Human trafficking will take the spotlight again in a New Jersey courtroom this week, when a trial opens against a West African merchant accused of promising 20 or so girls from 10-19 years old better lives in the U.S., then forcing them into slavery in hair-braiding salons.
Voodoo curses and beatings kept the girls in line, resulting in “forced labor, control and intimidation,” federal prosecutors say.
Defense attorneys say the girls were paid and cared for as part of a tradition of West African families seeking better lives than they had. The catch is that the girls are from Togo, not exactly the poorest of West African countries.
Akouavi Kpade Afolabi’s ex-husband, Lassissi Afolabi, and son, Dereck Hounakey, have already pleaded guilty to conspiring to commit forced labor and agreed to testify against her.
Human trafficking has been particularly noticeable in densely populated New Jersey, where it’s easier to blend into neighborhoods where people pretty much mind their own business.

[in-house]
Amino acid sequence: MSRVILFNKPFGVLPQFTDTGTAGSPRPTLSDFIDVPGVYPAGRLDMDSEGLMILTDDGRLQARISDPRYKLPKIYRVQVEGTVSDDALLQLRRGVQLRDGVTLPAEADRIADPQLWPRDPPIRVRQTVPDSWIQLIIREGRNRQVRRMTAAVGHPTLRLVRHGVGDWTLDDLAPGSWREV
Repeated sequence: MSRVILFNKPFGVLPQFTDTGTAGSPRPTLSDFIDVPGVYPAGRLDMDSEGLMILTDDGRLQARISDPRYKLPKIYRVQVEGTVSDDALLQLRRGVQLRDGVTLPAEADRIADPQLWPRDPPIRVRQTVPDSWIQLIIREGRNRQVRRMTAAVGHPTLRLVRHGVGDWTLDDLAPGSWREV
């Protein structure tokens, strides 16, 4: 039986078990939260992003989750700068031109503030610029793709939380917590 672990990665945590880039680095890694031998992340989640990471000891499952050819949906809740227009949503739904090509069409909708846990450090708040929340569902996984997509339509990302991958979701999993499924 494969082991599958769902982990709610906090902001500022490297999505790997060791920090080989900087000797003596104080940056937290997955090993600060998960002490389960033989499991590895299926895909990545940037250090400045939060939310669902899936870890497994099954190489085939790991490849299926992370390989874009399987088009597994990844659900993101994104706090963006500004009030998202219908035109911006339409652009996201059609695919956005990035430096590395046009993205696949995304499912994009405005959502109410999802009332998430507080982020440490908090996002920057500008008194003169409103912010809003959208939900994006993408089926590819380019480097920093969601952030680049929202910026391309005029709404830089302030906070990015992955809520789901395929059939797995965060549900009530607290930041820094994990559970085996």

Amid the other crimes here, it’s received little publicity or attention, some critics say, because those charged are from other countries committing crimes against their own people.
The girls all obtained visas through a special U.S. Customs and Immigration lottery system.
Afolabi’s lawyer has said she taught them the time-consuming, costly West African craft of hair braiding, then brought them to the U.S. for opportunity in Newark and surrounding cities.
Federal prosecutors, in turn, say she fooled them with promises of schooling and other advantages but forced them into submission, snatching passports and other documents that would have allowed them freedom to move around the country.
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